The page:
9. We have in fact had married priests for many years. Long before the Ordinariate phenomenon, dispensations were being granted to Anglican clergymen who became Roman Catholic and wished to continue ministering as priests. Many of these were and are married. It seems to be an accepted part of life now, certainly in many English dioceses where there is always at least a handful. And the numbers are growing. The diocese of East Anglia, already mentioned in this thread, has for many years had the highest proportion of convert priests in the country — as much as 50% — though they are not all married.

    I believe an early example of this was Archbishop Guilford Young of Hobart, Tasmania, who (with permission) ordained two such former Anglicans well before the Council. Both men later died at around the same time, and Young took the opportunity to survey the people of their two parishes to find out what sort of priest they thought they now needed. Almost unanimously, the people said that they much preferred the married sort to the previous ones!

  10. If i am correct (and if not let me konw!) here in the diocese of ft worth, we have the largest number of former Anglican priests now serving as Roman priests. One is even our chancellor. What do the people think? ‘what’s the big deal?” they will tell you. most are FT while some are PT due to different reasons. As I have written before, from a purely economic point of view, it will not be a drain on most parishes; most of the “mature men” like myself, have full time jobs and would gladly serve because it is our call from God himself. any stipend would be a blessing but unnecessary. With 25 yrs of pastoral experience and a BA and MTS in theology, I am ready to serve if given the chance. As mentioned in posts #7 & #12, papa francis is leading by example: if the bishops request it, he would not ‘stand in the way’. People need the Sacraments,; people need Christ and His grace; people need priests/deacon to serve them; they do not care if they are married or single..only loving, caring, giving and “smell like sheep”.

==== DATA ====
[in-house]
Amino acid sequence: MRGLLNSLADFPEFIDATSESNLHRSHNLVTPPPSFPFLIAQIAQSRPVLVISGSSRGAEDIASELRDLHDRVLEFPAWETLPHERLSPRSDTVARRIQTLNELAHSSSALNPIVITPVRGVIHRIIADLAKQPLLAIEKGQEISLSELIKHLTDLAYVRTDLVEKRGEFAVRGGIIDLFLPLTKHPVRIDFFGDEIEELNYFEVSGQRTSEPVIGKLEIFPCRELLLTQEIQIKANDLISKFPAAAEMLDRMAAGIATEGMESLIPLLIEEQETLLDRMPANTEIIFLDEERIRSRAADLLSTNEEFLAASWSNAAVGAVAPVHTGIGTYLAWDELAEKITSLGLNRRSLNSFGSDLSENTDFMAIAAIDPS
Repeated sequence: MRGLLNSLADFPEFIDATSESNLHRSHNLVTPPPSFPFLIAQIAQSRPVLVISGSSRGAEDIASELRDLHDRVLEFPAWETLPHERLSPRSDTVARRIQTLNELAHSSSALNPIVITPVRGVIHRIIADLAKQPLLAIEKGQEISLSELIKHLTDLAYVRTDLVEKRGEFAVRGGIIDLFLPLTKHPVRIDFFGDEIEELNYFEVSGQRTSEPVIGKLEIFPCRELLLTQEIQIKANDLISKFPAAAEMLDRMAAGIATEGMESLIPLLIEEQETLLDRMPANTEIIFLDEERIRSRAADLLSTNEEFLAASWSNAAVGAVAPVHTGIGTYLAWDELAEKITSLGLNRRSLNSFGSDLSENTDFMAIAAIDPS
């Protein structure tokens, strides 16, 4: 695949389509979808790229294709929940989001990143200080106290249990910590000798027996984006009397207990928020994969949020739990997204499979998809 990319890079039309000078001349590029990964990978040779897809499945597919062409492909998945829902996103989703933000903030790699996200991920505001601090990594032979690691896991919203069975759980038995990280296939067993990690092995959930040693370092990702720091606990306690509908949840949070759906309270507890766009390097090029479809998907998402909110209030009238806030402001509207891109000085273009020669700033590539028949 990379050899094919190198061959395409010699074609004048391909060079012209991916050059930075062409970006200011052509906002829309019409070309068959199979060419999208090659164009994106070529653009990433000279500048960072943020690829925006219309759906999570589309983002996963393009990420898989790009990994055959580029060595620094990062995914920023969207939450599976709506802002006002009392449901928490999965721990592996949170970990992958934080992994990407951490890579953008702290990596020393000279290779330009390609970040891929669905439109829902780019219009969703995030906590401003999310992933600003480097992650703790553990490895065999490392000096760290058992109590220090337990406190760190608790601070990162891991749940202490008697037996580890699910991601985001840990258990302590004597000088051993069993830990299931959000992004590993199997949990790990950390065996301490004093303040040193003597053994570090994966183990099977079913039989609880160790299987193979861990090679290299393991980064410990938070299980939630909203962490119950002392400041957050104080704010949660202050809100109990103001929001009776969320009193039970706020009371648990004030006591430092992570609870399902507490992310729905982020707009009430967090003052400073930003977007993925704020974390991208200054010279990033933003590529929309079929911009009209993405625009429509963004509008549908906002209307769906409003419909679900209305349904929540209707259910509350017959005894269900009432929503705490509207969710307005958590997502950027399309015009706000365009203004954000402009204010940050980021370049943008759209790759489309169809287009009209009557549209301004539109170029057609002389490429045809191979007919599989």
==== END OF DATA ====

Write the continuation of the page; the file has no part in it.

11. His Grace, Bishop John of the Ruthenian Eparchy of Parma, OH ordained a married man to the priesthood this past Saturday, and no one blinked an eye it seems. It didn’t get the broad coverage that the recent ordination of a married Maronite deacon to the priesthood received, but it is Holy Week. The Ruthenians are finally starting standing up for themselves. Many years to Father Michael and Pani Deborah Lee!


Leave a Reply

Your email address will not be published.